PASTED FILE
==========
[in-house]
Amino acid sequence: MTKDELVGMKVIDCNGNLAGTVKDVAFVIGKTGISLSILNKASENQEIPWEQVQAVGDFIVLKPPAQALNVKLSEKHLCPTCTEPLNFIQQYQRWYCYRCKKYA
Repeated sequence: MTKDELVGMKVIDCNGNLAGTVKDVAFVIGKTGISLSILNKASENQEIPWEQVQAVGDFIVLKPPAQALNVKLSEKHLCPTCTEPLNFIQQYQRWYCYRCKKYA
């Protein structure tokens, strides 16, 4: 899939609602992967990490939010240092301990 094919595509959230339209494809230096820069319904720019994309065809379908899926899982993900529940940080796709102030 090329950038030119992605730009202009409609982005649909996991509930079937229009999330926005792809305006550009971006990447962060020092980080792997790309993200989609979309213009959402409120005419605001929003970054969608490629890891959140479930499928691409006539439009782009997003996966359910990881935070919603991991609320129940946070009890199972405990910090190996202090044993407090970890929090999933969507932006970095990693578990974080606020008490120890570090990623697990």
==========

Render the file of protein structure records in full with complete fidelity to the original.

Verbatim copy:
[in-house]
Amino acid sequence: MTKDELVGMKVIDCNGNLAGTVKDVAFVIGKTGISLSILNKASENQEIPWEQVQAVGDFIVLKPPAQALNVKLSEKHLCPTCTEPLNFIQQYQRWYCYRCKKYA
Repeated sequence: MTKDELVGMKVIDCNGNLAGTVKDVAFVIGKTGISLSILNKASENQEIPWEQVQAVGDFIVLKPPAQALNVKLSEKHLCPTCTEPLNFIQQYQRWYCYRCKKYA
């Protein structure tokens, strides 16, 4: 899939609602992967990490939010240092301990 094919595509959230339209494809230096820069319904720019994309065809379908899926899982993900529940940080796709102030 090329950038030119992605730009202009409609982005649909996991509930079937229009999330926005792809305006550009971006990447962060020092980080792997790309993200989609979309213009959402409120005419605001929003970054969608490629890891959140479930499928691409006539439009782009997003996966359910990881935070919603991991609320129940946070009890199972405990910090190996202090044993407090970890929090999933969507932006970095990693578990974080606020008490120890570090990623697990």